The pelican papers

A big bird’s eye view

Archive for May, 2010


Posted by Ron George on May 15, 2010

Spring cactus, La casita, Boerne

There’s something enabling about having one’s personal experience resonate with that of great authors.  It may sound perverse, but I took William JamesVarieties of Religious Experience on vacation last month, and I found myself sharing a piece of humanity with the likes of Leo Tolstoy and John Bunyan. We’re pessimists who cannot ignore and must give an account of our misery and that of the world in general.

James believes this is a more accurate view of the world, although he doesn’t discount the power of optimists who prefer not to look at evil and its disciples; indeed, who accuse pessimists of being morbidly ill. There’s clearly room for both species, and James says there’s a dose of both in all of us; but James worries about the comeuppance inevitably faced by those who believe a healthy mind is always that which habitually eschews the negative to seek the silver lining. Melancholy happens, James argues, no two ways about it. He wonders whether healthy-minders are sufficiently equipped to deal with it.

I’ve never been an optimist, and I’ve always felt a little bad about being gloomy or moody or whatever it is that puts me more at that end of the spectrum. Melancholy, however, is a transient state. It doesn’t have to be “healed.” James says it’s a way of understanding one’s predicament, something of a struggle that keeps the human organism alert and, perhaps, even alive. It doesn’t look that way from the outside, but mentally and emotionally digesting one’s place in the universe is a form of engagement that makes one tired and, sometimes, depressed. It’s annoying, too – but it also generates perspective. It’s one of the ways we have evolved for dealing with our complex being in the world, body and mind.

Birdbath, La Casita

Who doesn’t like hearing confirmation of one’s bias? I like hearing William James say pessimism is healthy. You don’t hear that very often nowadays. James even suggests that slipping into the depths to find one’s way out is preferable to perpetual optimism, which he finally concludes is a prescription for disillusionment and, ultimately, the same kind of despair suffered by pessimists – except that optimists may not know what to do with it. James says disillusioned optimists often fall into hopelessness. Despairing pessimists, on the other hand, believe that while there doesn’t appear to be any hope, they know in their heart of hearts that there’s always hope, even when it seems unlikely.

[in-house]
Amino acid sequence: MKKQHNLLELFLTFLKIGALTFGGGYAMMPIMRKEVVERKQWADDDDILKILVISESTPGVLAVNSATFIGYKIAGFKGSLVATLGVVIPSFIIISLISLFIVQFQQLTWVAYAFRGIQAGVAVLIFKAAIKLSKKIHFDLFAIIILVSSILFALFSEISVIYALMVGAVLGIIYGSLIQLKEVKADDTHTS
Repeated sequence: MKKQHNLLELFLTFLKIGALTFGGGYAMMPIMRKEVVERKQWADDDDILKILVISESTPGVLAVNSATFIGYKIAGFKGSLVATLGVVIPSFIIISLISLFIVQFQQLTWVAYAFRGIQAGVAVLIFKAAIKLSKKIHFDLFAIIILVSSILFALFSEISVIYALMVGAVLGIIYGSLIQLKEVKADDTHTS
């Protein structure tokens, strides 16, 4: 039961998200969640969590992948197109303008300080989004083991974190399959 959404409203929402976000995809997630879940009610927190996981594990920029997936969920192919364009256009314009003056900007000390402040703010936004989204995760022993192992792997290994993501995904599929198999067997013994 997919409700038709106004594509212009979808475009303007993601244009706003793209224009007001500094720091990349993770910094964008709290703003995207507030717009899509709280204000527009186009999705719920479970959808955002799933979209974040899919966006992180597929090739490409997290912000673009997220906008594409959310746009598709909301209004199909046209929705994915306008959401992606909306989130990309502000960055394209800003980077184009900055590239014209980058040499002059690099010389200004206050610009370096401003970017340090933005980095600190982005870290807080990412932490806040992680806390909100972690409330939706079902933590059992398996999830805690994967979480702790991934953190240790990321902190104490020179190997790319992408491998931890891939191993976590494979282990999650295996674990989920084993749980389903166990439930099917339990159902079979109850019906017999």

Pessimistic hope may be no more than wondering “What comes next?” but that’s still a species of hope, and it may not sound like much to optimists who know, somehow, on the basis of belief, that the future is always bright. Maybe that equips them for dealing with concentration camps and genocide – but maybe not. Pessimists acknowledge from the outset that such evils are not only possible but probable, given what we know of human history. It’s just a matter of when not whether the next catastrophe will occur (see, “Earthquake in Haiti”).

On a more personal scale, pessimists know it’s just a matter of time before adversity comes knocking – not whether but when. We try not to live in dread of it, though; we’re just not surprised when it happens, and in a sense, we may be even more delighted than optimists by unexpected blessings. Optimists often shrug when miracles happen: “So, what else did you expect? God’s in charge here.” Well, replies the pessimist, maybe not. What about all those people in Haiti who weren’t miraculously dug out of collapsed buildings 15 days after the earthquake? Throwing starfish back into the sea one at a time ultimately doesn’t save millions stranded high and dry on the beach. It means a lot to the single starfish, of course, but let’s not kid ourselves. Band-aids and index fingers don’t repair a dike about to be overwhelmed by the storm. Catastrophe is inevitable. It’s not a matter of whether but when.

If it’s true that most of us are hybrids, then perhaps a kind of equilibrium works in our favor when life happens: Our inner pessimist warns us to be prepared for inevitable catastrophe; meanwhile, our inner optimist reminds us that dawn is inevitable, too. Likewise, our communities of meaning – family, friends and neighbors – nourish us with what might be called pessioptimism, the sic-et-non, yin/yang equipoise of soul that gets us through the good, the bad and the ugly with our eyes wide open.


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